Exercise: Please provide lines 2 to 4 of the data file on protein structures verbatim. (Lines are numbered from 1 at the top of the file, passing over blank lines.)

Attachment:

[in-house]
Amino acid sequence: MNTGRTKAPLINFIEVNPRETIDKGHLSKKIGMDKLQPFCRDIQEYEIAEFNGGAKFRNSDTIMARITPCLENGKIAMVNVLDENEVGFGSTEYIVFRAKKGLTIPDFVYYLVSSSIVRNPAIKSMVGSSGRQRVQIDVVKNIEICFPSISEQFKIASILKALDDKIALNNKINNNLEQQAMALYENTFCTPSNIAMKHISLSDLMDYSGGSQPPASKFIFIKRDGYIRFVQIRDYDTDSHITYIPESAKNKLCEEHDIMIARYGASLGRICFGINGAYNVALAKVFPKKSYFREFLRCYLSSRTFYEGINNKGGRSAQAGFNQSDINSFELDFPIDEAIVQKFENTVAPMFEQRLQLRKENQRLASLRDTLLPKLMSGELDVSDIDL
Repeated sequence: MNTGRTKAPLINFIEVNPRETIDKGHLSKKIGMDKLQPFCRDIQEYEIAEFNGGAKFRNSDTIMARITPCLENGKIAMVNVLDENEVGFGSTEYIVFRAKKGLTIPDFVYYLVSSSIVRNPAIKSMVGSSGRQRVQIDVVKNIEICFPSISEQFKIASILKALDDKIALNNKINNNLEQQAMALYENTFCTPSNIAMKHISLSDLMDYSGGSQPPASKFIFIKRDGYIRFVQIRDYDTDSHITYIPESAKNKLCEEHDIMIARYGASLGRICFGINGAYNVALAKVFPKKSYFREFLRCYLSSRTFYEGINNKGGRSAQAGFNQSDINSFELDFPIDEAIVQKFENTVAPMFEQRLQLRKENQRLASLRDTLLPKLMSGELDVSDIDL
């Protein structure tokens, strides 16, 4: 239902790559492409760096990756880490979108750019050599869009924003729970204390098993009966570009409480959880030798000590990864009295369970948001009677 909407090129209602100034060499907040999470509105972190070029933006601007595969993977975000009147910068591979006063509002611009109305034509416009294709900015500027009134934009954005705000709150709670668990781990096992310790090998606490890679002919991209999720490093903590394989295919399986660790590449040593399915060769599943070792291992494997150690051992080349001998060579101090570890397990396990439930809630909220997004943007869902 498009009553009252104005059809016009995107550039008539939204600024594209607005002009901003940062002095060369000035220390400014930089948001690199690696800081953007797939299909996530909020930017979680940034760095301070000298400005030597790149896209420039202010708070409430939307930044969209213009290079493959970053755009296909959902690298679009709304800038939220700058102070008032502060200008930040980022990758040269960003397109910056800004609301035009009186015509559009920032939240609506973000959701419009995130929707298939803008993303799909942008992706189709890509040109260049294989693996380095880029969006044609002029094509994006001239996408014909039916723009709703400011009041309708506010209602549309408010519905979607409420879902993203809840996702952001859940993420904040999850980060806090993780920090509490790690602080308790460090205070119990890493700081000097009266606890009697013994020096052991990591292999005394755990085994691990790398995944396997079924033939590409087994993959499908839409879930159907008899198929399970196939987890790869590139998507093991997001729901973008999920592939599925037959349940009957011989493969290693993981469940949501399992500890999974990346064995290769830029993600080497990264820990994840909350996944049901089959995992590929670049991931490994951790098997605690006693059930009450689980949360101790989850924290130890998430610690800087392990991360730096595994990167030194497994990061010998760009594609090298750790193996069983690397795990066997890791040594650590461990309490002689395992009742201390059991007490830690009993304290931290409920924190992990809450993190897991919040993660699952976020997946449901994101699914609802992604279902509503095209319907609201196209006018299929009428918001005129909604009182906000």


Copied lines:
Amino acid sequence: MNTGRTKAPLINFIEVNPRETIDKGHLSKKIGMDKLQPFCRDIQEYEIAEFNGGAKFRNSDTIMARITPCLENGKIAMVNVLDENEVGFGSTEYIVFRAKKGLTIPDFVYYLVSSSIVRNPAIKSMVGSSGRQRVQIDVVKNIEICFPSISEQFKIASILKALDDKIALNNKINNNLEQQAMALYENTFCTPSNIAMKHISLSDLMDYSGGSQPPASKFIFIKRDGYIRFVQIRDYDTDSHITYIPESAKNKLCEEHDIMIARYGASLGRICFGINGAYNVALAKVFPKKSYFREFLRCYLSSRTFYEGINNKGGRSAQAGFNQSDINSFELDFPIDEAIVQKFENTVAPMFEQRLQLRKENQRLASLRDTLLPKLMSGELDVSDIDL
Repeated sequence: MNTGRTKAPLINFIEVNPRETIDKGHLSKKIGMDKLQPFCRDIQEYEIAEFNGGAKFRNSDTIMARITPCLENGKIAMVNVLDENEVGFGSTEYIVFRAKKGLTIPDFVYYLVSSSIVRNPAIKSMVGSSGRQRVQIDVVKNIEICFPSISEQFKIASILKALDDKIALNNKINNNLEQQAMALYENTFCTPSNIAMKHISLSDLMDYSGGSQPPASKFIFIKRDGYIRFVQIRDYDTDSHITYIPESAKNKLCEEHDIMIARYGASLGRICFGINGAYNVALAKVFPKKSYFREFLRCYLSSRTFYEGINNKGGRSAQAGFNQSDINSFELDFPIDEAIVQKFENTVAPMFEQRLQLRKENQRLASLRDTLLPKLMSGELDVSDIDL
């Protein structure tokens, strides 16, 4: 239902790559492409760096990756880490979108750019050599869009924003729970204390098993009966570009409480959880030798000590990864009295369970948001009677 909407090129209602100034060499907040999470509105972190070029933006601007595969993977975000009147910068591979006063509002611009109305034509416009294709900015500027009134934009954005705000709150709670668990781990096992310790090998606490890679002919991209999720490093903590394989295919399986660790590449040593399915060769599943070792291992494997150690051992080349001998060579101090570890397990396990439930809630909220997004943007869902 498009009553009252104005059809016009995107550039008539939204600024594209607005002009901003940062002095060369000035220390400014930089948001690199690696800081953007797939299909996530909020930017979680940034760095301070000298400005030597790149896209420039202010708070409430939307930044969209213009290079493959970053755009296909959902690298679009709304800038939220700058102070008032502060200008930040980022990758040269960003397109910056800004609301035009009186015509559009920032939240609506973000959701419009995130929707298939803008993303799909942008992706189709890509040109260049294989693996380095880029969006044609002029094509994006001239996408014909039916723009709703400011009041309708506010209602549309408010519905979607409420879902993203809840996702952001859940993420904040999850980060806090993780920090509490790690602080308790460090205070119990890493700081000097009266606890009697013994020096052991990591292999005394755990085994691990790398995944396997079924033939590409087994993959499908839409879930159907008899198929399970196939987890790869590139998507093991997001729901973008999920592939599925037959349940009957011989493969290693993981469940949501399992500890999974990346064995290769830029993600080497990264820990994840909350996944049901089959995992590929670049991931490994951790098997605690006693059930009450689980949360101790989850924290130890998430610690800087392990991360730096595994990167030194497994990061010998760009594609090298750790193996069983690397795990066997890791040594650590461990309490002689395992009742201390059991007490830690009993304290931290409920924190992990809450993190897991919040993660699952976020997946449901994101699914609802992604279902509503095209319907609201196209006018299929009428918001005129909604009182906000």